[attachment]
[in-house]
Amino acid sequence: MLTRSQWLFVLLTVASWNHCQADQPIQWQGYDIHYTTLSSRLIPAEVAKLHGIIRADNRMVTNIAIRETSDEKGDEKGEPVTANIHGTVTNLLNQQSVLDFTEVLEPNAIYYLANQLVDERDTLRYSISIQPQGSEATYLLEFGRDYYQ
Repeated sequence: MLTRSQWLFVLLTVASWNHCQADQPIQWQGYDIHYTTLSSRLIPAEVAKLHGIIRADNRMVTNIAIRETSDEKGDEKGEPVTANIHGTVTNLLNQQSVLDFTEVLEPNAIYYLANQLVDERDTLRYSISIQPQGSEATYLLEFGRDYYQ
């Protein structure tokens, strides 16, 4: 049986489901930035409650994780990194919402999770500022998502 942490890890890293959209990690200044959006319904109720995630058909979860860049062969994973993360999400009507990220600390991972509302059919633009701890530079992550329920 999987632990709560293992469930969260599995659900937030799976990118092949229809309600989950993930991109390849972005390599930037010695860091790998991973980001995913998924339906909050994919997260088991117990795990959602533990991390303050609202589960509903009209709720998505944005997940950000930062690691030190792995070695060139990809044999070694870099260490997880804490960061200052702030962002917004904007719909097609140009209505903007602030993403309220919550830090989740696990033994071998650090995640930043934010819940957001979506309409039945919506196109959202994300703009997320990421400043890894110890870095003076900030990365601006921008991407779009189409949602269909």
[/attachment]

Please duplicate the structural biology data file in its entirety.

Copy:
[in-house]
Amino acid sequence: MLTRSQWLFVLLTVASWNHCQADQPIQWQGYDIHYTTLSSRLIPAEVAKLHGIIRADNRMVTNIAIRETSDEKGDEKGEPVTANIHGTVTNLLNQQSVLDFTEVLEPNAIYYLANQLVDERDTLRYSISIQPQGSEATYLLEFGRDYYQ
Repeated sequence: MLTRSQWLFVLLTVASWNHCQADQPIQWQGYDIHYTTLSSRLIPAEVAKLHGIIRADNRMVTNIAIRETSDEKGDEKGEPVTANIHGTVTNLLNQQSVLDFTEVLEPNAIYYLANQLVDERDTLRYSISIQPQGSEATYLLEFGRDYYQ
């Protein structure tokens, strides 16, 4: 049986489901930035409650994780990194919402999770500022998502 942490890890890293959209990690200044959006319904109720995630058909979860860049062969994973993360999400009507990220600390991972509302059919633009701890530079992550329920 999987632990709560293992469930969260599995659900937030799976990118092949229809309600989950993930991109390849972005390599930037010695860091790998991973980001995913998924339906909050994919997260088991117990795990959602533990991390303050609202589960509903009209709720998505944005997940950000930062690691030190792995070695060139990809044999070694870099260490997880804490960061200052702030962002917004904007719909097609140009209505903007602030993403309220919550830090989740696990033994071998650090995640930043934010819940957001979506309409039945919506196109959202994300703009997320990421400043890894110890870095003076900030990365601006921008991407779009189409949602269909």